European Trade Union Institute, ETUI.

Accueil > Reforms Watch > Estonia > Industrial relations in Estonia: background summary

Industrial relations in Estonia: background summary

  • The Estonian industrial relations system was created at the beginning of the 1990s. Industrial relations are regulated by the Trade Unions Act (Ametiühingute seadus), the Employees’ Trustee Act (Töötajate usaldusisiku seadus), the Collective Agreements Act (Kollektiivlepingu seadus) and the Collective Labour Dispute Resolution Act (Kollektiivse töötüli lahendamise seadus).
  • Over the years, only a few amendments have been made to the legislation. For example, since 2007, Estonia has had a dual channel of employee representation, meaning that employees can be represented by a trade union and/or employee trustee. As of 1 May 2012, a party to a collective agreement has the right to unilaterally terminate the agreement once it has expired; previously, the agreement would automatically remain in place until a new agreement was signed.
  • In 2013 and 2014, the government and social partners discussed new legislation on collective bargaining and collective dispute resolution. However, no agreements were reached and the topic has not been brought up again.
  • There are no official representativeness criteria for social partners. According to the Trade Unions Act, a trade union may be founded by at least five employees and a federation of trade unions may be founded by at least five trade unions. There are no criteria for employers’ associations. Collective agreements can be extended to cover wages, working time and rest time conditions in the case of multi-employer agreements, i.e. if the agreement is concluded between an association or federation of employers and an association or federation of employees, or between a confederation of employers and a confederation of employees.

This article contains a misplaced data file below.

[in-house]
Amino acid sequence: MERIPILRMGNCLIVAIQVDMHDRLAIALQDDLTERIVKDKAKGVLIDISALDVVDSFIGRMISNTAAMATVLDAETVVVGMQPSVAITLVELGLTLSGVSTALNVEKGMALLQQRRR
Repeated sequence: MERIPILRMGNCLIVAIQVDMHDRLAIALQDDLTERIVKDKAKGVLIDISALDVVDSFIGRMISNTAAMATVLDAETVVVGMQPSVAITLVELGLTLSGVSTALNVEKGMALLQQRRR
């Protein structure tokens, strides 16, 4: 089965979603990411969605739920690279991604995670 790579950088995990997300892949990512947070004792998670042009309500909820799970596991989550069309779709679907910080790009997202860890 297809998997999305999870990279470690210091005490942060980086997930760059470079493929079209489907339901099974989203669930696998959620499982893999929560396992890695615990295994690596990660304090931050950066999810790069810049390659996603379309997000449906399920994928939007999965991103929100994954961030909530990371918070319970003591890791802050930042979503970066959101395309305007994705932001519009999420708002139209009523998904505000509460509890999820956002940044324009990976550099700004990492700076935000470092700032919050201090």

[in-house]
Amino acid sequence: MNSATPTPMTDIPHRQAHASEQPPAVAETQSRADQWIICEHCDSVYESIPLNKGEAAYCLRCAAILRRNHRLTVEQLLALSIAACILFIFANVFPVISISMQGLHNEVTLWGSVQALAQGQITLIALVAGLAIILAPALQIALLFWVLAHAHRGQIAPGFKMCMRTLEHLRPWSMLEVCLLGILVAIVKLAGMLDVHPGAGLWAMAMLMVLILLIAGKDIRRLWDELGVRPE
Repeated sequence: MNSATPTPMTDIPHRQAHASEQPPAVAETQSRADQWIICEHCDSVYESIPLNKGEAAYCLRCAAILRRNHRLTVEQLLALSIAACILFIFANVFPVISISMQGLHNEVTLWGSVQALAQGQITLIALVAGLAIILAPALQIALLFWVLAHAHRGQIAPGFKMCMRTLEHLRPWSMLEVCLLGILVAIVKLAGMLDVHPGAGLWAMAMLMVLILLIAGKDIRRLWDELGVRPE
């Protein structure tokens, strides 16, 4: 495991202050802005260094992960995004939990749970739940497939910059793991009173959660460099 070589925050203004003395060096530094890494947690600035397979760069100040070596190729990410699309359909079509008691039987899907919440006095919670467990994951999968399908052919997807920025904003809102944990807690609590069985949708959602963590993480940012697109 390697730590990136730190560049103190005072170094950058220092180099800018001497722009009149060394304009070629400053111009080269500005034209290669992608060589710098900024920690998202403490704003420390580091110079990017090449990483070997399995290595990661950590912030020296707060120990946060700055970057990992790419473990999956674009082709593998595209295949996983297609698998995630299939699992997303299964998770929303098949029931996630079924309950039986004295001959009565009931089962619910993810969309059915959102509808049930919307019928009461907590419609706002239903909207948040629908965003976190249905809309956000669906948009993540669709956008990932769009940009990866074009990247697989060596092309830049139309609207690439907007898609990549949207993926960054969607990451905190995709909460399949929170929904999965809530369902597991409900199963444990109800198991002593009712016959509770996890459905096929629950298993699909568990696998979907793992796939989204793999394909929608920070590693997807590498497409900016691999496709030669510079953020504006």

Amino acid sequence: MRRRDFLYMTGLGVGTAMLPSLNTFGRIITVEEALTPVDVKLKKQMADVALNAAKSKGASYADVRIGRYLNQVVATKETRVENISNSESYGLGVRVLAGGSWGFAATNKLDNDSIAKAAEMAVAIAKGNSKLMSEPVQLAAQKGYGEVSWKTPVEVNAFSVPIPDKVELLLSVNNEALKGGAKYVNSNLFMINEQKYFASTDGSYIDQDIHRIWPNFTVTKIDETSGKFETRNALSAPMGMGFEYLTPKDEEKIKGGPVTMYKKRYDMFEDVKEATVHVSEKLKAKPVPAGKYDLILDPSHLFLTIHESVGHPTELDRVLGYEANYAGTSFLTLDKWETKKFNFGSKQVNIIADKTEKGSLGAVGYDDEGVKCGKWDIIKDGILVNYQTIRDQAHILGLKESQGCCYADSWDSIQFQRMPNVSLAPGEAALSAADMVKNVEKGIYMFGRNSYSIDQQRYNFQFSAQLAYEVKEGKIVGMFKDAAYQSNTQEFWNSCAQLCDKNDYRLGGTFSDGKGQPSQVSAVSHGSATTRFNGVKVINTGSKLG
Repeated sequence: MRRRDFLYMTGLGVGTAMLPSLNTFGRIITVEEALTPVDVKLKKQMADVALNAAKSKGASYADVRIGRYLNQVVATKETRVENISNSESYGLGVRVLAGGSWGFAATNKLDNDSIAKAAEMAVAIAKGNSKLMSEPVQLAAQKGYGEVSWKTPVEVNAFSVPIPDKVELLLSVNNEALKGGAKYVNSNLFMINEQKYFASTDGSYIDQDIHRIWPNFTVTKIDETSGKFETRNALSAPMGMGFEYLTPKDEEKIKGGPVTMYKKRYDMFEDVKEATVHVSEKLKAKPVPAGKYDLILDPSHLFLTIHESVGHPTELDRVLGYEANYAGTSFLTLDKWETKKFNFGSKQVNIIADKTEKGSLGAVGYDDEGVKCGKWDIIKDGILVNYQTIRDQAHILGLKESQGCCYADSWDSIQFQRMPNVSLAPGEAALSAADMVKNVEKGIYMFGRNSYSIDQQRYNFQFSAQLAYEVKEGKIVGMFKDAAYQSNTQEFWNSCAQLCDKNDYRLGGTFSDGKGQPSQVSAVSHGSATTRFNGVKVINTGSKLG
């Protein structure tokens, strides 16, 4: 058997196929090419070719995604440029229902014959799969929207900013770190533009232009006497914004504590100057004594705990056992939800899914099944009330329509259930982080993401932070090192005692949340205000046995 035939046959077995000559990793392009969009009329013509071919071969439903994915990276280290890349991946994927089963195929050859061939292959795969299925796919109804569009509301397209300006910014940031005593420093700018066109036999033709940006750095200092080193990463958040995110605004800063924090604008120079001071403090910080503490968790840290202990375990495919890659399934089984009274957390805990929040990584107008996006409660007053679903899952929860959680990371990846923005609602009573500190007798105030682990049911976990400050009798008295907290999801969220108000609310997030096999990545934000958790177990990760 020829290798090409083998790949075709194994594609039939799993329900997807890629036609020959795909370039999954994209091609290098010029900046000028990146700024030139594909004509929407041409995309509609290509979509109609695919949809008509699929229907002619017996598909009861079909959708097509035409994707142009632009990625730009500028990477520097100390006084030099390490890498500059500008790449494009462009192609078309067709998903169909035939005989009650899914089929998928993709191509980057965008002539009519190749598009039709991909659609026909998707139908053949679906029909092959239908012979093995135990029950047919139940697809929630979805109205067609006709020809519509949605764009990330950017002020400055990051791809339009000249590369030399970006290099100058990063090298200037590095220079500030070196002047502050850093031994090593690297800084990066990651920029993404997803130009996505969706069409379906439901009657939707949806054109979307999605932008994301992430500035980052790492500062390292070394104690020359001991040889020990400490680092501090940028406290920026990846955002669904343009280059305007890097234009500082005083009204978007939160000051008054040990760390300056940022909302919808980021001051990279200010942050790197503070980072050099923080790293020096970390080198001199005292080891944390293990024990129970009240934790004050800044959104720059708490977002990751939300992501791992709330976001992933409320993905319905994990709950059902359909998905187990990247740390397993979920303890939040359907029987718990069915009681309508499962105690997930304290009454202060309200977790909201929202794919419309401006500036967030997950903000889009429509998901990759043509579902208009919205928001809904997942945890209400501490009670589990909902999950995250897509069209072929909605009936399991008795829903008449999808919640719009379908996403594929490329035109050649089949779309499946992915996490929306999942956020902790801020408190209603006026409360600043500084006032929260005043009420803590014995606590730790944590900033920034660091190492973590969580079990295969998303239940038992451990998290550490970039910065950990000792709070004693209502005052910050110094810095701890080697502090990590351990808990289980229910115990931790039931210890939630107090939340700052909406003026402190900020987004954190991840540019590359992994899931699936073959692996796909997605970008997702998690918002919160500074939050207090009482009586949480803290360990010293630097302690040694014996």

• The main trade union confederations are the Estonian Trade Union Confederation (Eesti Ametiühingute Keskliit, EAKL) recognised as a national-level social partner, and the Estonian Employees’ Unions’ Confederation (Teenistujate Ametiliitude Keskorganisatsioon, TALO). EAKL is the biggest trade union in Estonia, uniting 18 trade unions and representing around 21,200 employees altogether. TALO represents mostly cultural workers and civil servants, uniting seven trade unions and representing around 3,000 employees altogether.
  • Trade union membership levels have been rather low and continuously decreasing over the years. In 2015, 7% of employees were members of trade unions (Estonian Work Life Survey 2015). The share was higher among employees in the non-governmental, non-profit sector (17%) and in the public sector (12%), while lower in private sector organisations (5%). Everyone has the right to join a trade union, except members of the Defence Forces.
  • The main employers’ organisation is the Estonian Employers’ Confederation (Eesti Tööandjate Keskliit, ETKL) recognised as a national-level social partner and representing around 25% of Estonian companies directly and through member associations.
  • The collective bargaining system has always been decentralised in Estonia, as it mostly takes place at company level. Sectoral-level collective bargaining takes place in two sectors, healthcare and transport. At the sectoral level, only the issues related to wages, working time and rest time are agreed on. TALO and the Ministry of Culture have concluded wage agreements, which are binding for public sector cultural workers, but include also a clause that it is recommended for the private sector as well. At the national level, EAKL and ETKL negotiate on the national minimum wage, with any changes then brought into effect by governmental decree.